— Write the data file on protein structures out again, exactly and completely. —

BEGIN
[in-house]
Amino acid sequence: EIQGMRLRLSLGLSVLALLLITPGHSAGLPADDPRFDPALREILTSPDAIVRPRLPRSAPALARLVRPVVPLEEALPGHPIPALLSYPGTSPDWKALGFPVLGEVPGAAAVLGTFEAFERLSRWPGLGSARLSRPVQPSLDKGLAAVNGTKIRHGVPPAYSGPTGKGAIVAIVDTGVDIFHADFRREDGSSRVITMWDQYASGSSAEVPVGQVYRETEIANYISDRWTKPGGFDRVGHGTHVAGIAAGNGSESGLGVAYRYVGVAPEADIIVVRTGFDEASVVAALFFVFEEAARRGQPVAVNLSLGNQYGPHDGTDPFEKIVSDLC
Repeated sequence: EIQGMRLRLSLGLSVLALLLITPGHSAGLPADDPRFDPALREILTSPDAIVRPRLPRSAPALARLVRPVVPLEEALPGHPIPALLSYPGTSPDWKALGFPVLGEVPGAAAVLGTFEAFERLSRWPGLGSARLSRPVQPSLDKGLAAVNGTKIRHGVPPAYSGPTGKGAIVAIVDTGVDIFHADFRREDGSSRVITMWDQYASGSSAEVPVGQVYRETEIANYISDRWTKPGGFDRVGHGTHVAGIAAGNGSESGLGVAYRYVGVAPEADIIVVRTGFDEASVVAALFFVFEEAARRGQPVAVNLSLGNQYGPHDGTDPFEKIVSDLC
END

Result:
[in-house]
Amino acid sequence: EIQGMRLRLSLGLSVLALLLITPGHSAGLPADDPRFDPALREILTSPDAIVRPRLPRSAPALARLVRPVVPLEEALPGHPIPALLSYPGTSPDWKALGFPVLGEVPGAAAVLGTFEAFERLSRWPGLGSARLSRPVQPSLDKGLAAVNGTKIRHGVPPAYSGPTGKGAIVAIVDTGVDIFHADFRREDGSSRVITMWDQYASGSSAEVPVGQVYRETEIANYISDRWTKPGGFDRVGHGTHVAGIAAGNGSESGLGVAYRYVGVAPEADIIVVRTGFDEASVVAALFFVFEEAARRGQPVAVNLSLGNQYGPHDGTDPFEKIVSDLC
Repeated sequence: EIQGMRLRLSLGLSVLALLLITPGHSAGLPADDPRFDPALREILTSPDAIVRPRLPRSAPALARLVRPVVPLEEALPGHPIPALLSYPGTSPDWKALGFPVLGEVPGAAAVLGTFEAFERLSRWPGLGSARLSRPVQPSLDKGLAAVNGTKIRHGVPPAYSGPTGKGAIVAIVDTGVDIFHADFRREDGSSRVITMWDQYASGSSAEVPVGQVYRETEIANYISDRWTKPGGFDRVGHGTHVAGIAAGNGSESGLGVAYRYVGVAPEADIIVVRTGFDEASVVAALFFVFEEAARRGQPVAVNLSLGNQYGPHDGTDPFEKIVSDLC